Statistics and Overview

The European Court Protects Privacy in the Case of Jehovah's Witnesses


On Thursday, June 6, 2013, the European Court of Human Rights (ECHR) ordered Russia to pay V. Zhukova and E. Avilkina 5,000 euros (215,000 rubles) each in damages. Russian law enforcement agencies requested the medical records of V. Zhukova and E. Avilkina without their permission. The Court held that this violated the fundamental right to respect for private life, which the Court described as a "particularly important principle" protected by the European Convention.

The Court's decision put an end to the litigation, which lasted 5 years. In 2007, the deputy prosecutor of St. Petersburg demanded that all medical institutions in the city report to the prosecutor's office "every fact that Jehovah's Witnesses refuse transfusions of blood and its components" without notifying and consenting patients. As a result, on March 9, 2009, the Witnesses filed a complaint with the ECHR "Avilkina and Others v. Russian Federation". The Court held that the actions of the Russian authorities in relation to the applicants were of an unjustifiably "severe nature" and confirmed that there were no "relevant and sufficient motives" for disclosing confidential information about the applicants to prosecutors.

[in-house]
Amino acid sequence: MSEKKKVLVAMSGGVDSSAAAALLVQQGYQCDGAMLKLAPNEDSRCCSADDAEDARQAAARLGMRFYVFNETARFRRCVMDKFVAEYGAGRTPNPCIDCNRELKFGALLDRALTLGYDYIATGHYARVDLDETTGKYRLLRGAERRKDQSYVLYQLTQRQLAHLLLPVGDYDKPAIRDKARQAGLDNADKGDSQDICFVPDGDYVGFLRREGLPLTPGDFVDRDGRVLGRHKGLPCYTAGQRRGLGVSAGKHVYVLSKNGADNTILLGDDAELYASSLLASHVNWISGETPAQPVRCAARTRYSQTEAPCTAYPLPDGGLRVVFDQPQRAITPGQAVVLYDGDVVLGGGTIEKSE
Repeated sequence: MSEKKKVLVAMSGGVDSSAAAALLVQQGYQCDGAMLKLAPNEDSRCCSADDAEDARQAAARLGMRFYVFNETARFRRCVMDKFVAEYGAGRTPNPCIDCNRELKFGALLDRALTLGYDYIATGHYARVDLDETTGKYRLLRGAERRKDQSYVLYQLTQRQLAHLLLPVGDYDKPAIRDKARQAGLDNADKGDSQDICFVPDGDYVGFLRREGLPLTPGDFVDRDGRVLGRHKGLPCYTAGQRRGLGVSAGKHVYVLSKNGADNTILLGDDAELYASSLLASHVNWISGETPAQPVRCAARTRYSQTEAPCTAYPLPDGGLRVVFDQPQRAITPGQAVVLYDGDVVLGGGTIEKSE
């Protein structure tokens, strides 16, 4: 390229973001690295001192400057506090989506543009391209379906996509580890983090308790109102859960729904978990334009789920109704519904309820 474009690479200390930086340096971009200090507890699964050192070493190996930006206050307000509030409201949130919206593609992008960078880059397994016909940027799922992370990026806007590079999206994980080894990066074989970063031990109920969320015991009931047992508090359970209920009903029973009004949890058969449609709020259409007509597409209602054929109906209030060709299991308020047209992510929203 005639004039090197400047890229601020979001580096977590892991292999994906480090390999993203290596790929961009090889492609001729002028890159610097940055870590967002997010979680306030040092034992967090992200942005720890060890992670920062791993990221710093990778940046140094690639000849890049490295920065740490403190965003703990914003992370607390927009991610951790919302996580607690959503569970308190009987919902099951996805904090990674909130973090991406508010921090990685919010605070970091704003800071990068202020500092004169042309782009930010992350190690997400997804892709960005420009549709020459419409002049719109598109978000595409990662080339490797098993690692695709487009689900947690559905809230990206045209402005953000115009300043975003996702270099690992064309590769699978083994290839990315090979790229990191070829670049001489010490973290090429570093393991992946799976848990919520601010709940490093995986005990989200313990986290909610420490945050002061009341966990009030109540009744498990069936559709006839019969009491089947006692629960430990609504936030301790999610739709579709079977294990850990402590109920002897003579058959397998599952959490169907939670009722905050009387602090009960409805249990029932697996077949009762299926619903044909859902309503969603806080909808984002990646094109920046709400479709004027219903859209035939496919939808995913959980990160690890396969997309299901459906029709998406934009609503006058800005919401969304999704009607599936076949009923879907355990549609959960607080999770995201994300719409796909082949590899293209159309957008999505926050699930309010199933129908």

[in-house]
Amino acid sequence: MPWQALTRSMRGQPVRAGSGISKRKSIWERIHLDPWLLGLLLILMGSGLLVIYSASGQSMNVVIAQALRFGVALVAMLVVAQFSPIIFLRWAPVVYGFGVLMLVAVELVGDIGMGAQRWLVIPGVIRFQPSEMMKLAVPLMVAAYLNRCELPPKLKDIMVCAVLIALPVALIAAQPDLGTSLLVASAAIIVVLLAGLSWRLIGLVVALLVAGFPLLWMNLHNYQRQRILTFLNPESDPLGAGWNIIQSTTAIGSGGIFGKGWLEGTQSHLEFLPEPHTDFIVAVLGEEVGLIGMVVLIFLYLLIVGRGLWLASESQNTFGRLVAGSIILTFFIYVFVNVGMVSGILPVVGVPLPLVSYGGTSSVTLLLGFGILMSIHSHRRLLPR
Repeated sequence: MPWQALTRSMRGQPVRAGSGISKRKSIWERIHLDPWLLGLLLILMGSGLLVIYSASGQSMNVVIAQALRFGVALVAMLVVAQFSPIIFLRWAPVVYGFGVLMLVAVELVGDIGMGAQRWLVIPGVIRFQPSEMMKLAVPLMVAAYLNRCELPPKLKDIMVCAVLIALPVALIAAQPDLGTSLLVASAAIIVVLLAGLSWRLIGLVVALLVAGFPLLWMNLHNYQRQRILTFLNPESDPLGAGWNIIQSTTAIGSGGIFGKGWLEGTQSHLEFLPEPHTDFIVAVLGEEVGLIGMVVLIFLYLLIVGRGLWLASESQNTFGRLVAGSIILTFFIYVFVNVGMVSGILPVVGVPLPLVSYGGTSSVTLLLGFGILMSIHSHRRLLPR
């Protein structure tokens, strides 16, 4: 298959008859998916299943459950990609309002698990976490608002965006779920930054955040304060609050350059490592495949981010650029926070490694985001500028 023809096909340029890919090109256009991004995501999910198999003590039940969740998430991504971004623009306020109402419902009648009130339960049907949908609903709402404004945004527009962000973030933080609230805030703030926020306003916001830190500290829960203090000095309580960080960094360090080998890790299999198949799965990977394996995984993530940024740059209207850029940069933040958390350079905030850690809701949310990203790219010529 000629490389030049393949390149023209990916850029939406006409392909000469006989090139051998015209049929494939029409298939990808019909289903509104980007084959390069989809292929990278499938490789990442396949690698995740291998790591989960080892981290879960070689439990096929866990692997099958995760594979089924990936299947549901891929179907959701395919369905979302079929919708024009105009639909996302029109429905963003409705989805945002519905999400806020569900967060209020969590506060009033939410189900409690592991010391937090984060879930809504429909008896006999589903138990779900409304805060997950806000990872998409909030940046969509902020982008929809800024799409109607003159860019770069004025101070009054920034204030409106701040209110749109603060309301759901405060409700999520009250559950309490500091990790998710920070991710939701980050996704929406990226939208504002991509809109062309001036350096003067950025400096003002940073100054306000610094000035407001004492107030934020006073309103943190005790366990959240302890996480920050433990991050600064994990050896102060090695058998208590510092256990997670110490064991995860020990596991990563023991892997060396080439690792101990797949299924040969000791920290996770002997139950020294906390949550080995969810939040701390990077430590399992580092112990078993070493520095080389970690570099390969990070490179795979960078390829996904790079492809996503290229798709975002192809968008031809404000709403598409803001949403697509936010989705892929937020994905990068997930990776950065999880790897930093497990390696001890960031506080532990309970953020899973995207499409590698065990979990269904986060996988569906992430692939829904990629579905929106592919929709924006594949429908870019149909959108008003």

Noting the significance of the case, Grigory Martynov, a spokesman for Russia's Jehovah's Witnesses, said: "This judgment will contribute to the protection of the fundamental rights of both Russian citizens and citizens of all member states of the Council of Europe."